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Earth 300’s luxury suites will each rent for $300,000 a day, which presumably will cover the personnel and expenses needed to operate the ship and its 22 scientific laboratories. But construction won’t begin until 2025 at the earliest, and any groundbreaking scientific discoveries or billionaire epiphanies that could help stabilize the climate are even further into the future.

Construction is already delayed on another 600-foot-long yacht that will combine climate research with charters for paying customers. Financed by Kjell Inge Røkke, a Norwegian billionaire who made his fortune in fishing and oil drilling, REV Ocean will investigate climate change and ocean acidification, plastic pollution, and overfishing, but the nonprofit project is at least three years behind schedule.

Who will be aboard these superyachts? CNN asked Olivera which famous people he’d like to host on his future ship, and he named Elon Musk, Michelle Obama, Greta Thunberg, Naomi Klein and Yvon Chouinard. Like the superyacht itself, some of those potential guests seem more aspirational than realistic.

Greta Thunberg doesn’t take airplanes or motor yachts. Elon Musk doesn’t take vacations. And Bill Gates may be hurt that he’s not on the A-list.

 


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Richard
Richard
22 days ago

An absurd idea, the money much better spent on more prosaic but proven solutions like promoting regen Agriculture.
If they start to ask for shares, we know it is something else …
PS Don’t knock LFTRs.

Mark Lehnhoff
Mark Lehnhoff
22 days ago

think “Snowpiercer”!

(But rather than a train running on and on thru a frozen wasteland, we get yachts sailing on and on upon oceans of warmed-up water.)

Last edited 22 days ago by Mark Lehnhoff
Neil Ruedlinger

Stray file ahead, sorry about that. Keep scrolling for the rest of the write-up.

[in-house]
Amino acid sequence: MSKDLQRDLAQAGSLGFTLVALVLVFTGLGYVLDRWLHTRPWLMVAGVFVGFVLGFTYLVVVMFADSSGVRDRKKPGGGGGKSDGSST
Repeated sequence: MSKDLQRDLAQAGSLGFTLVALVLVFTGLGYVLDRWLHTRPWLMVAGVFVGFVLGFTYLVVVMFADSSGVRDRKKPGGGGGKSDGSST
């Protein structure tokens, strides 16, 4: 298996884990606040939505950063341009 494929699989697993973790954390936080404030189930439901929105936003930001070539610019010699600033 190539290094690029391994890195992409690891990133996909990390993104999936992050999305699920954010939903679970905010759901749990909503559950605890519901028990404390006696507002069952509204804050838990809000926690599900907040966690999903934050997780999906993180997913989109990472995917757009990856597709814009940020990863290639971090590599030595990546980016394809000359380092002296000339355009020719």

Neil Ruedlinger
17 days ago

I think the true purpose of such a super yacht is as a literal show boat for promoting the so-called ‘green’ liquid biofuel(s). For such a project to be taken seriously, its entire construction should not consume any drop, gram or Pascal of any carbon based fuel. The recycling, mining, smelting, casting, any materials processing, transportation of raw materials and components, then systems integration, final assembly and super yacht launching should be done with completely renewable energy sources. Initially the propulsion system should be powered with Perovskite Solar Cell based Photo-Voltaic panels and Icelandic design wind power generators with high… Read more »

Last edited 17 days ago by Neil Ruedlinger
Neil Ruedlinger
Neil Ruedlinger
17 days ago

As a follow up to my previous comment (which I couldn’t add because my editing time window expired) was: One prominent type of salt under investigation (also potentially for use in LFTR) is FLiBe, which was the subject of a March 1999 research paper by Lockeed Martin sponsored researchers L. C. Cadwallader and G. R. Longhurst as a potential plasma facing coolant for Thermonuclear Fusion Reactors. This paper explores to a good level of detail, the Environmental and Occupational Health and Safety issues to be addressed when working with FLiBe salt. This is one area of investigation that may benefit… Read more »

Eric k gautreaux
Eric k gautreaux
16 days ago

We have carbon free ships. They are powered by sail.